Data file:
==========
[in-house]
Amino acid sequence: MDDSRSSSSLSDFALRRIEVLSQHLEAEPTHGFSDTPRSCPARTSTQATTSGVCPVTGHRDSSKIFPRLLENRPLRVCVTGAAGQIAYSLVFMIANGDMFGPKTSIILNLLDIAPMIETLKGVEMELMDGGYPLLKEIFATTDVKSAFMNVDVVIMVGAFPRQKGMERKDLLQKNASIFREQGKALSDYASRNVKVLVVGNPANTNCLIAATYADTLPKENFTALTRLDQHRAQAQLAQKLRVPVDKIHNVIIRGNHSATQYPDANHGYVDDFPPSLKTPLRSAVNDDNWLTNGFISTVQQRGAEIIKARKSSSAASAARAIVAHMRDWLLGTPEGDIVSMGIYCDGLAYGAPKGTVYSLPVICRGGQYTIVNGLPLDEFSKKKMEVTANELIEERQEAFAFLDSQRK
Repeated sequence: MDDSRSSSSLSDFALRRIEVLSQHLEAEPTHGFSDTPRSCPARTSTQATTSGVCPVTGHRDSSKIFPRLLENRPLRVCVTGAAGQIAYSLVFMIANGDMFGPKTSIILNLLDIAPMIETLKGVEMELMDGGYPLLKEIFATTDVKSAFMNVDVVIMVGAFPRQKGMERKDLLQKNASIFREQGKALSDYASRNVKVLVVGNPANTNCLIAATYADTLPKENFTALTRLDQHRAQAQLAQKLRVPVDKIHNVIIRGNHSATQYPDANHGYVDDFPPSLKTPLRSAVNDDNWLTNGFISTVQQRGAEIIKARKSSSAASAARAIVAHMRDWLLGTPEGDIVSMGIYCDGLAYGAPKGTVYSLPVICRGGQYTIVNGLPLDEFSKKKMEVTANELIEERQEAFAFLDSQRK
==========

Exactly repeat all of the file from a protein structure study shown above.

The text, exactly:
[in-house]
Amino acid sequence: MDDSRSSSSLSDFALRRIEVLSQHLEAEPTHGFSDTPRSCPARTSTQATTSGVCPVTGHRDSSKIFPRLLENRPLRVCVTGAAGQIAYSLVFMIANGDMFGPKTSIILNLLDIAPMIETLKGVEMELMDGGYPLLKEIFATTDVKSAFMNVDVVIMVGAFPRQKGMERKDLLQKNASIFREQGKALSDYASRNVKVLVVGNPANTNCLIAATYADTLPKENFTALTRLDQHRAQAQLAQKLRVPVDKIHNVIIRGNHSATQYPDANHGYVDDFPPSLKTPLRSAVNDDNWLTNGFISTVQQRGAEIIKARKSSSAASAARAIVAHMRDWLLGTPEGDIVSMGIYCDGLAYGAPKGTVYSLPVICRGGQYTIVNGLPLDEFSKKKMEVTANELIEERQEAFAFLDSQRK
Repeated sequence: MDDSRSSSSLSDFALRRIEVLSQHLEAEPTHGFSDTPRSCPARTSTQATTSGVCPVTGHRDSSKIFPRLLENRPLRVCVTGAAGQIAYSLVFMIANGDMFGPKTSIILNLLDIAPMIETLKGVEMELMDGGYPLLKEIFATTDVKSAFMNVDVVIMVGAFPRQKGMERKDLLQKNASIFREQGKALSDYASRNVKVLVVGNPANTNCLIAATYADTLPKENFTALTRLDQHRAQAQLAQKLRVPVDKIHNVIIRGNHSATQYPDANHGYVDDFPPSLKTPLRSAVNDDNWLTNGFISTVQQRGAEIIKARKSSSAASAARAIVAHMRDWLLGTPEGDIVSMGIYCDGLAYGAPKGTVYSLPVICRGGQYTIVNGLPLDEFSKKKMEVTANELIEERQEAFAFLDSQRK